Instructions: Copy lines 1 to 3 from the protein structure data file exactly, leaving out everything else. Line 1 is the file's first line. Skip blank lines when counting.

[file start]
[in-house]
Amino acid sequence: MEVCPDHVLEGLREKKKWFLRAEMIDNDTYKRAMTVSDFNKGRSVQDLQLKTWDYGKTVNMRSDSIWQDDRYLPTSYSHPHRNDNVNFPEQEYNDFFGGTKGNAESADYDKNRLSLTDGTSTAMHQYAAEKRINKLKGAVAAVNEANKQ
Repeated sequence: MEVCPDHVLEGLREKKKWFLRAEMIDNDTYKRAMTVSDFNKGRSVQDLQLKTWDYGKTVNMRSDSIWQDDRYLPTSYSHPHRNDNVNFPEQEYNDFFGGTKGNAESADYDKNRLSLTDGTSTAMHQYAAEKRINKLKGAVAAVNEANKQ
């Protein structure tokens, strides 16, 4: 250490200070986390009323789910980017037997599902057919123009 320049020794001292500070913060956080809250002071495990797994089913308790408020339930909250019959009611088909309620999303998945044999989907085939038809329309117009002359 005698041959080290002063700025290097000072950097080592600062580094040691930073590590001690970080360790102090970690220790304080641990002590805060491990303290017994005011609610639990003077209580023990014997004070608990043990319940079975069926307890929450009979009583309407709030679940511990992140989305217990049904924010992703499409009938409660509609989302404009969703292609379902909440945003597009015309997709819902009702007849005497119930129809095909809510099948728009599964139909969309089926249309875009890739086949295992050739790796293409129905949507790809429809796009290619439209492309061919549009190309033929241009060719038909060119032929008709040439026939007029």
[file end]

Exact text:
[in-house]
Amino acid sequence: MEVCPDHVLEGLREKKKWFLRAEMIDNDTYKRAMTVSDFNKGRSVQDLQLKTWDYGKTVNMRSDSIWQDDRYLPTSYSHPHRNDNVNFPEQEYNDFFGGTKGNAESADYDKNRLSLTDGTSTAMHQYAAEKRINKLKGAVAAVNEANKQ
Repeated sequence: MEVCPDHVLEGLREKKKWFLRAEMIDNDTYKRAMTVSDFNKGRSVQDLQLKTWDYGKTVNMRSDSIWQDDRYLPTSYSHPHRNDNVNFPEQEYNDFFGGTKGNAESADYDKNRLSLTDGTSTAMHQYAAEKRINKLKGAVAAVNEANKQ